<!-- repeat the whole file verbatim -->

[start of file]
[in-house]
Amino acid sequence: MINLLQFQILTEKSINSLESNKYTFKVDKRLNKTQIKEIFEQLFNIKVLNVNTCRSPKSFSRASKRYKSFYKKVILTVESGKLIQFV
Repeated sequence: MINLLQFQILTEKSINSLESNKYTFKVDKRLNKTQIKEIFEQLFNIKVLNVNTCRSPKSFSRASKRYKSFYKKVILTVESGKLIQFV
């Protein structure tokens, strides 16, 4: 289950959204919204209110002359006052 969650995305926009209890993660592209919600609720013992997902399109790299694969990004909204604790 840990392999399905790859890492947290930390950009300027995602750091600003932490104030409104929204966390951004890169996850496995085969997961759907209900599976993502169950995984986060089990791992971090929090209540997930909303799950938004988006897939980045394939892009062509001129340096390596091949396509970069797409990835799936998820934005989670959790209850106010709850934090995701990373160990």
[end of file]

[in-house]
Amino acid sequence: MINLLQFQILTEKSINSLESNKYTFKVDKRLNKTQIKEIFEQLFNIKVLNVNTCRSPKSFSRASKRYKSFYKKVILTVESGKLIQFV
Repeated sequence: MINLLQFQILTEKSINSLESNKYTFKVDKRLNKTQIKEIFEQLFNIKVLNVNTCRSPKSFSRASKRYKSFYKKVILTVESGKLIQFV
């Protein structure tokens, strides 16, 4: 289950959204919204209110002359006052 969650995305926009209890993660592209919600609720013992997902399109790299694969990004909204604790 840990392999399905790859890492947290930390950009300027995602750091600003932490104030409104929204966390951004890169996850496995085969997961759907209900599976993502169950995984986060089990791992971090929090209540997930909303799950938004988006897939980045394939892009062509001129340096390596091949396509970069797409990835799936998820934005989670959790209850106010709850934090995701990373160990």